Our homes are full of electrical devices in standby mode—the Department of Energy reports that 10% of a household’s electric bill comes from this phantom energy usage. Unplug everything (except the refrigerator, of course) if you’re away for long periods, and save both energy and money. Doing so also protects your devices against power surges and any electric malfunctions that can result in fire.

10 OF 13

Adjust the AC and Boiler Settings

AC is the biggest drainer of energy so it’s best to turn it off whenever you go out. If you’re in a particularly hot and humid climate where condensation or mold can form, adjust it to meet a similar temperature to the outside to keep running costs low. Likewise, turning off your boiler will save energy plus reduce the risk of leaks. However, if it’s cold where you live and you want to keep the pipes from freezing, leave it on or set it for shorter times.

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Reschedule or Redirect Any Orders

Nothing says “I’m away” more than a doorway full of packages. It’s not only a giveaway that nobody’s home, but you also risk the packages themselves being taken. 44 million Americans become victims of porch pirates within three months. Reschedule any pending deliveries, or if you urgently need them upon return, have them dropped off with a neighbor or an Amazon locker for safekeeping.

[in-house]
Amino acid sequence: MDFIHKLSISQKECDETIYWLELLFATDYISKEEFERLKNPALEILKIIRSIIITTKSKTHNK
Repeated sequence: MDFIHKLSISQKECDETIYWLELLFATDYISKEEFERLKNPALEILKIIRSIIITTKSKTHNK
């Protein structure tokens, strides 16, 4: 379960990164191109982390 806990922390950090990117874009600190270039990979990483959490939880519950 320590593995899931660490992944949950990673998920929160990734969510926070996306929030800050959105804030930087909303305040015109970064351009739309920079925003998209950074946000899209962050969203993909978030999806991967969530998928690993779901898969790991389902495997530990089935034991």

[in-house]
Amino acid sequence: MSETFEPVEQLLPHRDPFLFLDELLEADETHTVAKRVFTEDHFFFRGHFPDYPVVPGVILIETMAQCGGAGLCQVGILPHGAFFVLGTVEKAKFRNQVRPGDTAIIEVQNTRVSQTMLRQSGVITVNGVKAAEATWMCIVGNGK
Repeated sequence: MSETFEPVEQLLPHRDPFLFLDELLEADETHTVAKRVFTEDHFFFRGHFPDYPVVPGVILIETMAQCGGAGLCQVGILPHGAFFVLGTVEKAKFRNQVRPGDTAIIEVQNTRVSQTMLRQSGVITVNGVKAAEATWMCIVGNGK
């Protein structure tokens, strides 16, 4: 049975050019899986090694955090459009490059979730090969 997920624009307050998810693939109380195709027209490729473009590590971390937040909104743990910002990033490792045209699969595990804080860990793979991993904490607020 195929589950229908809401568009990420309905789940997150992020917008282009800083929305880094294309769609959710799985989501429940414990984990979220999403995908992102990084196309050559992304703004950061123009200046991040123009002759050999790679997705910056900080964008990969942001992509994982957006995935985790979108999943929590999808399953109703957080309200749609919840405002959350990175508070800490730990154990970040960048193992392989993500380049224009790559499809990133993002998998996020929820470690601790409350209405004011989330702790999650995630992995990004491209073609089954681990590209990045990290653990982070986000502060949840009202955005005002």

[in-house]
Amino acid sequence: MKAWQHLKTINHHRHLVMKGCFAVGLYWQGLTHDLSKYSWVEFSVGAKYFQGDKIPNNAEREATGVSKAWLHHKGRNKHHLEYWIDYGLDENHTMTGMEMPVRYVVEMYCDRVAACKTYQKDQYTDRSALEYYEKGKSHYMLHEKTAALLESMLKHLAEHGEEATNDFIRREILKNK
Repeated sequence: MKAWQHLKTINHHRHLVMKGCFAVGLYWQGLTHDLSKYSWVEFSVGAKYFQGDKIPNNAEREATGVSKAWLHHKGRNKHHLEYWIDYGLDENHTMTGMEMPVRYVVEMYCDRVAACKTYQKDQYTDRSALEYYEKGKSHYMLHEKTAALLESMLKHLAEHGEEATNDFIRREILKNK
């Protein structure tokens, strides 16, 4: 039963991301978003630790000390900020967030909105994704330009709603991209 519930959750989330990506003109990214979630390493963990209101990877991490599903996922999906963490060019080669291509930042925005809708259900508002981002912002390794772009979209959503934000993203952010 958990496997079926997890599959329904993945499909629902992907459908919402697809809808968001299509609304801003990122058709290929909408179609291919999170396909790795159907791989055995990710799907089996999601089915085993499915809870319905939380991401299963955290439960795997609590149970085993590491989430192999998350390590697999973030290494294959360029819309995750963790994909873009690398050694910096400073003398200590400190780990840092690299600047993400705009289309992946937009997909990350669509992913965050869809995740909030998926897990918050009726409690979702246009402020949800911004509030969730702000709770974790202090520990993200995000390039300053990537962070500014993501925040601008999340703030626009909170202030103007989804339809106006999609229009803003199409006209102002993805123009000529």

12 OF 13

Ask Your Pet Sitter to Move Things Around

If you’ve enlisted help with feeding, walking, and checking in on your fur babies, ask the sitter to give you a hand and make your home look lived in. This can also deter burglary. Have them pick up mail from the doorway and place it in a box, open and draw some curtains, and move a couple of things around. This takes no time at all and it’s unlikely you’ll be charged a fee for the extra work. If you’re in an area where thieves regularly operate, it’s worth the ask.

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Finally, Change Your Sheets

Your future you will thank the now you for the pure joy of jumping into fresh sheets after a long journey home. Change them before you leave, and while you’re at it, lay out some clean clothes if you have work the next day. The goal is to return back to normality with as little effort as possible.